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Good news/bad news
February 18, 2006 10:01 PM   Subscribe

When good samaritans go bad, and find lost property they'd rather keep, they make up excuses like "but now he's been using it for a week and he really loves it and we can't bear to take it from him" and "we had to spend a lot of money to get a charger and a memory card". Stay tuned for vigilante justice.
posted by pivotal (131 comments total)

 
A small nit: the procedures for recovering lost property to which you linked govern lost property recovered or kept by state agencies, not private individuals.

As for the bad samaritans: Christ, what an asshole.
posted by monju_bosatsu at 10:05 PM on February 18, 2006


Just saw this on BoingBoing. It seems as though half of the commenters are saying "POST INFO WE WILL 'CONVINCE' THEM" and the rest either are sympathetic or trolling ("were [sic] is the proof?").

I remain incredulous, but if this a true story, this is pretty awful.
posted by jenovus at 10:07 PM on February 18, 2006


This goes to show that all Canadians are untrustworthy.
posted by Kwantsar at 10:13 PM on February 18, 2006


This is a true story. Judith is the one that lost the camera and I talked with her over IM about it earlier today. It really happened and it's really astounding.
posted by mathowie at 10:13 PM on February 18, 2006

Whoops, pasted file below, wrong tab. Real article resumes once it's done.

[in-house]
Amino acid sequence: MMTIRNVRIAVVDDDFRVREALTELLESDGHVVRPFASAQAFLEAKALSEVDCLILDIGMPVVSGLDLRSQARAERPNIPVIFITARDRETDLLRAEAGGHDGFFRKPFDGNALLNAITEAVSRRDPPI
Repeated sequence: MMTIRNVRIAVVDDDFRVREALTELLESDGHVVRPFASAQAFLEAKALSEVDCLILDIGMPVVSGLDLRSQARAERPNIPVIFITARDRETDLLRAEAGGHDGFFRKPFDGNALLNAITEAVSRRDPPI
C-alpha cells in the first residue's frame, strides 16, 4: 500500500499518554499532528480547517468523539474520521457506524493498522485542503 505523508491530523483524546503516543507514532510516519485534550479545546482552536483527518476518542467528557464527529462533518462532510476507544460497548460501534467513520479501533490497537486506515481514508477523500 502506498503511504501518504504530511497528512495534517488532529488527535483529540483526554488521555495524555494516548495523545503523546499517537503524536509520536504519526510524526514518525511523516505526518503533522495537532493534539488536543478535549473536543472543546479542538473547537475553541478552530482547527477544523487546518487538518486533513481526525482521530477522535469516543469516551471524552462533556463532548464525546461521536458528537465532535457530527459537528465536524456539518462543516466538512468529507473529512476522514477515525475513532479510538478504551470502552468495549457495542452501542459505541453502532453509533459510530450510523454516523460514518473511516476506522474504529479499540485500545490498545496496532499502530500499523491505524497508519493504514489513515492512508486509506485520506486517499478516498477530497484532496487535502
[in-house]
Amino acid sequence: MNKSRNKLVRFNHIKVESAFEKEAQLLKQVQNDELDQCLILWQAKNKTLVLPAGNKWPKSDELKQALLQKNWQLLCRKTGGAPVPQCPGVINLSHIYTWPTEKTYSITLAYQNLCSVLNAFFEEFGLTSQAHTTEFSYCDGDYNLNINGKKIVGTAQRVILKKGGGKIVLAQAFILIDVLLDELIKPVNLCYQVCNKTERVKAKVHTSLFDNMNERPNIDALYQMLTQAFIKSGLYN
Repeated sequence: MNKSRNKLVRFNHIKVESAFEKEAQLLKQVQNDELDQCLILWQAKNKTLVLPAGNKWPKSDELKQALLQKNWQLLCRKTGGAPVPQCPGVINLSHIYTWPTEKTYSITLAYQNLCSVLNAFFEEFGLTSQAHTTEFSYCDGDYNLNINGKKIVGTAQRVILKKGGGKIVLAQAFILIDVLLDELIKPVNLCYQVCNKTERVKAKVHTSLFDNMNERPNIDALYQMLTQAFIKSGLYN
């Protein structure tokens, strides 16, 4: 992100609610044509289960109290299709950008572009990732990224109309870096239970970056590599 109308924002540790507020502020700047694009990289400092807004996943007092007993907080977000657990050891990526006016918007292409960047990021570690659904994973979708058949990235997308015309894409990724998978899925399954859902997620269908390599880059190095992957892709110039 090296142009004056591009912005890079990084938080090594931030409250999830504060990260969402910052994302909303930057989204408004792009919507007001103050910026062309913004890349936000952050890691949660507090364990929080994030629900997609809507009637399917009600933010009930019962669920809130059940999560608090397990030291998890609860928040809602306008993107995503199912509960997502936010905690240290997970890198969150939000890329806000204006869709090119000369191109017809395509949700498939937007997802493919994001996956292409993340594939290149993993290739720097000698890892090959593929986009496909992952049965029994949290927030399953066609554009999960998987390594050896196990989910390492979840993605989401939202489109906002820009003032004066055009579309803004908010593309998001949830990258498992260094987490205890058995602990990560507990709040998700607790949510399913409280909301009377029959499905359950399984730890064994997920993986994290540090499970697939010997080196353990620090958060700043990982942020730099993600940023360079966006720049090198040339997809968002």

Wow... its one thing to steal someone's camera and live with those consequences and guilt... its entirely another to make the good faith steps and then pull out. Just taking the camera seems like the more honest thing to do... all they did was alleviate some guilt by sending the photographs back. Not to mention raise and then crush the victim's hopes of getting the camera back.

Who lets their child get attached to a piece of property they think may have a chance of being returned?

I'm in the "post the info, and let the internet guide their conscience" crowd.
posted by thanatogenous at 10:20 PM on February 18, 2006


It is a totally bizarre story. I can just imagine the gut-sinking feeling one would get as the 'good' samaritan slowly turned bad as the phone call progressed.

As thanatogenous said, why not just freaking take the camera and never call about it? Not sure about posting the info though. There are too many freaks out there on the internets to risk the consequences.
posted by pivotal at 10:25 PM on February 18, 2006


I love the smell of vigilante justice in the morning. Smells like... victory.
posted by keswick at 10:25 PM on February 18, 2006


Wow. Judith is well-connected and well-loved in the blog universe. I suspect they are making a mistake that they will soon regret...

(to be clear: Judith is a nice person but she may have set things in motion beyond her control)
posted by vacapinta at 10:32 PM on February 18, 2006


Jesus christ what a bitch!
posted by delmoi at 10:36 PM on February 18, 2006


delmoi, i assume you are referring to the camera.
posted by jenovus at 10:40 PM on February 18, 2006


Yeah, I mean wow. It's one thing to just take a camera and keep it, its totally another to take it, dangle hope in front of the loser, and then just take it away like that. It's like rubbing salt in someone's wounds!

On top of that they offered to send back the memory card, and then decided that even that was too much work!

Furthermore I can't believe the Canadian police would just sit on their ass like that. Jesus. How is it a "US issue"? The thieves (and that’s what they are, at this point) live in Canada. Its their job to deal with it now.

Maybe some of our Canadian friends can call the police on the losers' behalf? Of course, that would require publishing her address. Maybe he could give the address to a few people up there.